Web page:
Putin says Cabinet dismissed due to ineffectiveness of its work
( RIA Novosti ) Russian President Vladimir Putin said Friday he dismissed the government because of the growing ineffectiveness of its work, and had not originally planned to reshuffle the Cabinet until the presidential elections.
Putin dismissed the government and nominated financial watchdog chief Viktor Zubkov, 65, for the post of premier Wednesday, three months before parliamentary elections and six months before presidential polls, in a move experts said is designed to ensure the succession of power after the incumbent president steps down.
"There was a possible scenario that envisioned the government remaining unchanged until the presidential elections in May 2008, and I would have liked it very much to see the situation developed according to that scenario," Putin told a meeting with members of the Valdai discussion forum.
"Unfortunately, the government members are above all human beings. I saw them slow down their work and start thinking about their personal future after the elections," he said.
Putin said his decision to reshuffle the Cabinet was technical and resembled his actions on the eve of the 2004 presidential elections.
"My actions were in full compliance with current legislation," the president said, adding that he hoped the executive bodies, both on federal and regional levels, would work effectively before and after presidential elections next year.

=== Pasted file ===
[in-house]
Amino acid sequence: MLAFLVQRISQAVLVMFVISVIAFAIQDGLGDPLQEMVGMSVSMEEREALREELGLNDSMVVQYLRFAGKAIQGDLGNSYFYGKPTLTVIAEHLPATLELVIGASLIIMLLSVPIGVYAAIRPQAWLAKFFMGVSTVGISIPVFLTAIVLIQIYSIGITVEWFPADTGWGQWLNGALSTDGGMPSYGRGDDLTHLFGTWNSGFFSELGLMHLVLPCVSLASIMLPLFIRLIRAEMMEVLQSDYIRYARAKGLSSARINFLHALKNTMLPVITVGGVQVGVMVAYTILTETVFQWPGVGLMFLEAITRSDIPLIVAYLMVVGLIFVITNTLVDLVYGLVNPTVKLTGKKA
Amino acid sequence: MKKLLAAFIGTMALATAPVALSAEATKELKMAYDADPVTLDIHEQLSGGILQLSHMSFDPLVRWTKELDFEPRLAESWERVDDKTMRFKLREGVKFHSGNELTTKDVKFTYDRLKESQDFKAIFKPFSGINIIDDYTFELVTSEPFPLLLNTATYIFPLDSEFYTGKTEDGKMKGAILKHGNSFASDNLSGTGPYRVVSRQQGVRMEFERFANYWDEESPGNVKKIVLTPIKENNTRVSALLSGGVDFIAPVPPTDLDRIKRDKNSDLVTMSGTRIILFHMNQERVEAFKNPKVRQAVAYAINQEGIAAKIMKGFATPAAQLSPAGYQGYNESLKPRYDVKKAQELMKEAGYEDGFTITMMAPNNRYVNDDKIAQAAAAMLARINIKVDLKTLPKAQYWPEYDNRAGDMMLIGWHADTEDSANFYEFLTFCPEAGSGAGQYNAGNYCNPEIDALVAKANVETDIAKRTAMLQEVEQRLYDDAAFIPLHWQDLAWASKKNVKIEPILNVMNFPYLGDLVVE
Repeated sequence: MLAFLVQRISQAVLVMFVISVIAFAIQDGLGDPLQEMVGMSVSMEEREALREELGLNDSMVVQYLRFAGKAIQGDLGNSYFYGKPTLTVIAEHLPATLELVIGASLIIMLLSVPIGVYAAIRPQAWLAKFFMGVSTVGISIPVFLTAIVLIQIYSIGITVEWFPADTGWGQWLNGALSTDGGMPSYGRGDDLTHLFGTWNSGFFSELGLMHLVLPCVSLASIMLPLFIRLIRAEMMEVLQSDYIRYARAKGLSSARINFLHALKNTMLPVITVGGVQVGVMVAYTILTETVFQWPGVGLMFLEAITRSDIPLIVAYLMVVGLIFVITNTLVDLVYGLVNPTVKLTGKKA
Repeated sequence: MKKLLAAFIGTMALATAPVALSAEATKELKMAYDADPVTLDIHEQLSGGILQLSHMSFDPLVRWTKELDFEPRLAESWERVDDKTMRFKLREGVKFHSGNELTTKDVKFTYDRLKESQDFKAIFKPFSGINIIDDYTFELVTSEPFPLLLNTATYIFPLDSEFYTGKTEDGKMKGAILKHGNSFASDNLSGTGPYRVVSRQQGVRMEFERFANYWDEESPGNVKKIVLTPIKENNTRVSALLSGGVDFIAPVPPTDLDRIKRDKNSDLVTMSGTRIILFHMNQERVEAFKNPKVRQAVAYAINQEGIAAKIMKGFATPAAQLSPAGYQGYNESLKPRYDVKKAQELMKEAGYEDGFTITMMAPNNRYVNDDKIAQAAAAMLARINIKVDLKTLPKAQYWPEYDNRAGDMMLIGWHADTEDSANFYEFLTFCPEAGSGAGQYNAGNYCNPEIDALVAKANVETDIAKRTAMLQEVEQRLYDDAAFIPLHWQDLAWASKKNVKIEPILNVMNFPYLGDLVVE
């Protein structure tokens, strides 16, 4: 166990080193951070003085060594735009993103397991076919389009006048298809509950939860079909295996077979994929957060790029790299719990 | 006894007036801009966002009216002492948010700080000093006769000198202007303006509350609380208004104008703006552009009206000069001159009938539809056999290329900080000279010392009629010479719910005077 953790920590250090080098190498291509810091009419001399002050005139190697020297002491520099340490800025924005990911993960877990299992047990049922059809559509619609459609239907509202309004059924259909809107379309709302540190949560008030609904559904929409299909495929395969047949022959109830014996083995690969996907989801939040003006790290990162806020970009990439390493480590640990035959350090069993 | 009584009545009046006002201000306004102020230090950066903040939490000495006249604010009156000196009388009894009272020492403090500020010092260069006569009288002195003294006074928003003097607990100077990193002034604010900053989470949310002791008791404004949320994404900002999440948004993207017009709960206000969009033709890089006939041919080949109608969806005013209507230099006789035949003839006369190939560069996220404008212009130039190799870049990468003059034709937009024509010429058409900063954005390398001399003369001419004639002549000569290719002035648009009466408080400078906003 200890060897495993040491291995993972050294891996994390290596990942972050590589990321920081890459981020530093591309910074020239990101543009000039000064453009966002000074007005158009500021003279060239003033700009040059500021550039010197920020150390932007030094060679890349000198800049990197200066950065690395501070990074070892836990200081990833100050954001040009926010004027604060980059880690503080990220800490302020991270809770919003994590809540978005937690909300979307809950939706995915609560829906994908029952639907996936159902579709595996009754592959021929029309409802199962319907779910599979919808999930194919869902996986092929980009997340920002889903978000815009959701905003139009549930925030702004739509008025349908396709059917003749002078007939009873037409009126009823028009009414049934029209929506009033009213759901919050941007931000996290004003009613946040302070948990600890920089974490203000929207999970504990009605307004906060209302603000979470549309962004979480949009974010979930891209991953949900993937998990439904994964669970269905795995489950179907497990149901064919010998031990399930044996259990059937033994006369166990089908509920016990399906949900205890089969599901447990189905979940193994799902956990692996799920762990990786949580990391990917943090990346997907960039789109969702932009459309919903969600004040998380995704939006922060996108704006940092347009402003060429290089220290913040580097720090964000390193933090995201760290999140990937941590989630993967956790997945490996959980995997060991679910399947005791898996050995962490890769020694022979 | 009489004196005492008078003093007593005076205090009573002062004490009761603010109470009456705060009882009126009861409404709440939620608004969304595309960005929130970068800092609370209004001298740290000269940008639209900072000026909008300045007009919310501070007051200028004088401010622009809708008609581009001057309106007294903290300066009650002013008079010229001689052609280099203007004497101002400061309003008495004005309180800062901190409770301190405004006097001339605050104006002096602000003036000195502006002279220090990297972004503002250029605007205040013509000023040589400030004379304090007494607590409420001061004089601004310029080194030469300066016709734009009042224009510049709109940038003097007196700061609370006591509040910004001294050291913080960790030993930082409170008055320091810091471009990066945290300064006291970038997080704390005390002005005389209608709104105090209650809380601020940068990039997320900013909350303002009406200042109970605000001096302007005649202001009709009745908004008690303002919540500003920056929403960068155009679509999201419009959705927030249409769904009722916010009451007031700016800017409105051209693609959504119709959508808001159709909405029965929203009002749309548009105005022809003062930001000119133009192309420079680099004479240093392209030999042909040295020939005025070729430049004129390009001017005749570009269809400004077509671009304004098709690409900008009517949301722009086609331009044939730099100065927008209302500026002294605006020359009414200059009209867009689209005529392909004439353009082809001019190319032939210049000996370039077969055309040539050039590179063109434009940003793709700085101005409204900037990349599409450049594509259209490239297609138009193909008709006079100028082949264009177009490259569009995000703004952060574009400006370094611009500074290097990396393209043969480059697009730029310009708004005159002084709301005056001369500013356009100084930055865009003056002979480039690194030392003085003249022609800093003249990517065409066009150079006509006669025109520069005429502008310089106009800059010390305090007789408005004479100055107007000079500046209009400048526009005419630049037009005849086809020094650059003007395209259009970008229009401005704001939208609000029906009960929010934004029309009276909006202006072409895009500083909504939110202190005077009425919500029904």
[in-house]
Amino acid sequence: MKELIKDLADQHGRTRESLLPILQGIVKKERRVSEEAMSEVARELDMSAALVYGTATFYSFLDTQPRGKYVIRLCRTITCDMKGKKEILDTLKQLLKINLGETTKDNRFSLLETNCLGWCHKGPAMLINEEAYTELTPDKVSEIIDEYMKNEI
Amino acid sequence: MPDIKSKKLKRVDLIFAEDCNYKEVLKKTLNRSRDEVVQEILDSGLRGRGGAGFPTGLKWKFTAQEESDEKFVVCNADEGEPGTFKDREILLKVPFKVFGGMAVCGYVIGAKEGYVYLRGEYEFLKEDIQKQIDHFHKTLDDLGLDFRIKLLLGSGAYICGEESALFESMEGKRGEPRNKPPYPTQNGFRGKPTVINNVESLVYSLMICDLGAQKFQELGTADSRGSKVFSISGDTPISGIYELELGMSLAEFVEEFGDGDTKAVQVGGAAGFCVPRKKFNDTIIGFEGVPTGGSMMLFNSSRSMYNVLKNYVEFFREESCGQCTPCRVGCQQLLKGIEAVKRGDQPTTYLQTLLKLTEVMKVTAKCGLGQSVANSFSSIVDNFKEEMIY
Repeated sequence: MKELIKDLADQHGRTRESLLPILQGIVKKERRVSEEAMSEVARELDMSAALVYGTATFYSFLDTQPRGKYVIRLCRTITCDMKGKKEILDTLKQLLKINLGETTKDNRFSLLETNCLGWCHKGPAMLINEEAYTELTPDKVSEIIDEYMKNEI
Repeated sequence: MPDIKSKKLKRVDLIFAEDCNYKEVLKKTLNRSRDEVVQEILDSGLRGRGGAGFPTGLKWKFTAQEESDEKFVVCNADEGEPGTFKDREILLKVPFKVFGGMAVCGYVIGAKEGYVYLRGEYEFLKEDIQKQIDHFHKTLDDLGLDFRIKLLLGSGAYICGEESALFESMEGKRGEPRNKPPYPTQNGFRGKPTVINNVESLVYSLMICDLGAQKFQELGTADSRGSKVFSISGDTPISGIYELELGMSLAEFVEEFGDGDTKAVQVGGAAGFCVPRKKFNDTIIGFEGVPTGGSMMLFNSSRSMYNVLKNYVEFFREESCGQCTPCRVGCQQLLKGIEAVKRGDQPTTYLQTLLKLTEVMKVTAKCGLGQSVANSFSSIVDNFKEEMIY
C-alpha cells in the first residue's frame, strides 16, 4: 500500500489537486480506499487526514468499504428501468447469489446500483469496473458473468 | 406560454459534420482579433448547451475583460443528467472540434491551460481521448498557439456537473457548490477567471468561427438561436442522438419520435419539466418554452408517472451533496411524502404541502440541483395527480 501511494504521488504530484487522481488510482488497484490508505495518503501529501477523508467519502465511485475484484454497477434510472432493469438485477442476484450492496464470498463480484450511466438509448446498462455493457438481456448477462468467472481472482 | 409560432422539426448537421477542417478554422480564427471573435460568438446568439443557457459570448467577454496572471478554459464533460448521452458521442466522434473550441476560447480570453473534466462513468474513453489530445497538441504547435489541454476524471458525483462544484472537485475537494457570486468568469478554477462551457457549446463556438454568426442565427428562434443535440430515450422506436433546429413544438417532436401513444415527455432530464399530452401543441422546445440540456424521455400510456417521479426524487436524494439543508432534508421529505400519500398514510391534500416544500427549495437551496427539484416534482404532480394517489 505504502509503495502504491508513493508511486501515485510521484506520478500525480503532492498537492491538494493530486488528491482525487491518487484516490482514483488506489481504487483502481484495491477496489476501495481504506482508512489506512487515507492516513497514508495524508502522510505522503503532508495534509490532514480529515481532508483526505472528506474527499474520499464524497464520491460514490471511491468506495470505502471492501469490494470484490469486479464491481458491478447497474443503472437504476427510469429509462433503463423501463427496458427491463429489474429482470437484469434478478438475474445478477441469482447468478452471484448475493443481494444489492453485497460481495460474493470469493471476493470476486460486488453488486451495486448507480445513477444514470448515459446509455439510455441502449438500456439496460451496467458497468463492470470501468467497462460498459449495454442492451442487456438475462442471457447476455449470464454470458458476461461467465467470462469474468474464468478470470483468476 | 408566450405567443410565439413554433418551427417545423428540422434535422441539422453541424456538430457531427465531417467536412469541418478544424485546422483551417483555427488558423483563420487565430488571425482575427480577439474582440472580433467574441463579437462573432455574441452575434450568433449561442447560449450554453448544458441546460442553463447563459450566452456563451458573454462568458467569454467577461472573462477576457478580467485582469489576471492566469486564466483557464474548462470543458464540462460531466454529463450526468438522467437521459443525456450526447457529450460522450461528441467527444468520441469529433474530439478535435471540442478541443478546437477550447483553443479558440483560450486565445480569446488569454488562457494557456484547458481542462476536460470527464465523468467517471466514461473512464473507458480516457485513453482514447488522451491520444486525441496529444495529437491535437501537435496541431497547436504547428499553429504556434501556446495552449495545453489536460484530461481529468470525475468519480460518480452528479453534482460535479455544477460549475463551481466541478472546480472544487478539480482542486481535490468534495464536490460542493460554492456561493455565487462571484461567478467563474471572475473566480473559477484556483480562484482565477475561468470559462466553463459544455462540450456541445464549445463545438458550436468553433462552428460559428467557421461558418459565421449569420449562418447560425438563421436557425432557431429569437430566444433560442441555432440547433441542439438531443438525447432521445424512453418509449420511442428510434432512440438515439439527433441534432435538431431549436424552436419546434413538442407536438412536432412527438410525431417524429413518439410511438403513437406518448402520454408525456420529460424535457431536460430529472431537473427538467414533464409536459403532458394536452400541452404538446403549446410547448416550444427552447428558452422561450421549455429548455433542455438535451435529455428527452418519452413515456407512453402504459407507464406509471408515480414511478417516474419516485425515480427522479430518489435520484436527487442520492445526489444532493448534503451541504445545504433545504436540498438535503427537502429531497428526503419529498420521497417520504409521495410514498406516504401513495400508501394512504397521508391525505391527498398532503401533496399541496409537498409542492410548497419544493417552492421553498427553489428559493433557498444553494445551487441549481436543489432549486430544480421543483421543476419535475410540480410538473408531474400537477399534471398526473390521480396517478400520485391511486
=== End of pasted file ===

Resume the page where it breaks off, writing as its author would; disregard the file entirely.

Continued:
"I need it to be an effective, well-tuned and well-functioning mechanism," Putin said.
Speaking about his choice for the post of prime minister, the Russian president said that Viktor Zubkov was "a true professional, with character and work experience."
" Russia needs people like him [Zubkov] - decent, sensible and wise," Putin said.
The president signed a decree Friday confirming Zubkov as prime minister after the lower house of parliament voted to back his candidacy.
Zubkov has served as head of the Federal Financial Monitoring Service for the last six years, and was Putin's deputy in the St. Petersburg mayor's office in the 1990s.